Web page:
Those who doubt Hyon's execution point out that state media has shown him in archive footage this week, and that if he really had been executed for treason, then he would have been deleted from official images, a fate that befell Jang Song Thaek and others. The counter-argument is that the North's censors have not had enough time to delete Hyon from existing media.

Four Possible Explanations For The Hyon Story

The first explanation is that the prevailing story on Hyon's execution is true. Back in January, army operations director Pyon In Son was also reportedly executed for disloyalty, and he has not been seen since November 2014 (although this is not conclusive proof of his death). If Hyon and Pyon are both dead, then this confirms our view of extreme turbulence at the top of the military hierarchy, which will probably raise the prospects of a coup over the coming months or years.

The second explanation is that Hyon has merely been demoted or has suddenly taken ill. This would explain his absence after April 29 and his retention in old footage. It would also mean that the NIS had got it wrong about his execution. If this is the case, North Korea could easily dispel the rumours by showing Hyon on TV attending a new public event. However, Pyongyang doesn't necessarily feel the need to prove anything to the outside world, so this would not automatically happen.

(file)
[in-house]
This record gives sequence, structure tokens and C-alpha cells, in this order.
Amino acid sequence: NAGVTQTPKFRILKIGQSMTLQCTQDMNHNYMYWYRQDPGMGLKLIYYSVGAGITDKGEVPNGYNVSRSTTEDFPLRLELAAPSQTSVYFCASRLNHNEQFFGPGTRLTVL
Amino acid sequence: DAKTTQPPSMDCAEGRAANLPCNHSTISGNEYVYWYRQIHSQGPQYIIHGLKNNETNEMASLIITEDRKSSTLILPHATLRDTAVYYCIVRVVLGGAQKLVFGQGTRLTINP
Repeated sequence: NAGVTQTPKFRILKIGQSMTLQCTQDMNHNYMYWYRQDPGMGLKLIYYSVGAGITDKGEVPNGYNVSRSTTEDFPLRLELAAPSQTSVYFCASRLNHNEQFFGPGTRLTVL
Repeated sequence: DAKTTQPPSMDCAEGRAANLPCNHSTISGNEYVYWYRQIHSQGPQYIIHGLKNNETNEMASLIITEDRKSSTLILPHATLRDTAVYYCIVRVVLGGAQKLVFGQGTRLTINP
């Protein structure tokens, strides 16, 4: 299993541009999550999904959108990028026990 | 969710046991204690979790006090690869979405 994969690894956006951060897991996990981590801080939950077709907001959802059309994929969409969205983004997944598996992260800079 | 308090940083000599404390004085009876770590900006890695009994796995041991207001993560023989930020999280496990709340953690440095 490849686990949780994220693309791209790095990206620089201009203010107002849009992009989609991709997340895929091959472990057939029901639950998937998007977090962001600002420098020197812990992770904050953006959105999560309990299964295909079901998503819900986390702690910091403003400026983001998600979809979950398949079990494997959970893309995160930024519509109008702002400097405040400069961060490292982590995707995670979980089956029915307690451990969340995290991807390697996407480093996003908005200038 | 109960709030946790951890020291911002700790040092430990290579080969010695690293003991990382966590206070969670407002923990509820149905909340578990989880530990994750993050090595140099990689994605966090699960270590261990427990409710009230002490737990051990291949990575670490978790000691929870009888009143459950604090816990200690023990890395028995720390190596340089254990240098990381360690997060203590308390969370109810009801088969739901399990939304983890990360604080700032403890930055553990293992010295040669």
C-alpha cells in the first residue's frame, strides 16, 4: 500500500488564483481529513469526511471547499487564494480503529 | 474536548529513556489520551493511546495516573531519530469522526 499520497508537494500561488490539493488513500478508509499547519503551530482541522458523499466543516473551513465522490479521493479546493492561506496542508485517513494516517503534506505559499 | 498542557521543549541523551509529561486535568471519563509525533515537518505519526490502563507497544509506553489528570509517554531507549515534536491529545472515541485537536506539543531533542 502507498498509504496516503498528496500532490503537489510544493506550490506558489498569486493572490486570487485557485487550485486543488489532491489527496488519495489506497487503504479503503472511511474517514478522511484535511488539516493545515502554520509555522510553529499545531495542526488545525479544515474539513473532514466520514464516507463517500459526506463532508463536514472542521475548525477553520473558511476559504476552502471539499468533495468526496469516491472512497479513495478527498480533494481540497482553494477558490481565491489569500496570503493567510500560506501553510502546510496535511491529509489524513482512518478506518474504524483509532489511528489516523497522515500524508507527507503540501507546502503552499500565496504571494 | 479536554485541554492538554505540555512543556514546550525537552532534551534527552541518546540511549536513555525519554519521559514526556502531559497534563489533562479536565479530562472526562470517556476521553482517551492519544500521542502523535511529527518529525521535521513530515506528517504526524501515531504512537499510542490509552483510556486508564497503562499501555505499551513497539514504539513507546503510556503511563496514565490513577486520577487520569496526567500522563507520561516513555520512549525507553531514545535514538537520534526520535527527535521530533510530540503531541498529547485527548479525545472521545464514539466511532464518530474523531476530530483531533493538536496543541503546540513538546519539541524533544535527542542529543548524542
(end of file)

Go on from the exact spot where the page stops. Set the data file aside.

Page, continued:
The third explanation is that Hyon has been killed by an influential faction as part of a power struggle, and that the regime would not want to admit this publicly, since this would imply that there is significant opposition, and that the regime had failed to guarantee the security of one of its top members.

The fourth explanation is that nothing major has happened to Hyon, and that there is some deliberate deception taking place on the part of Pyongyang or Seoul. Kim Jong Un might be trying to shock the outside world for some esoteric or obscure reason, perhaps coinciding with the North's recent test of a submarine launched ballistic missile (although there are also doubts about the authenticity of this). Alternatively, the NIS may be spreading false rumours to further tarnish the Kim regime, or to indirectly spread confusion in North Korea itself.

Whatever the truth, there has unquestionably been a remarkably high turnover of top military officials since Kim came to power in December 2011, implying that he is dissatisfied with the powerful armed forces. The more generals Kim demotes or executes, the greater the likelihood that some disgruntled commanders will eventually move against him.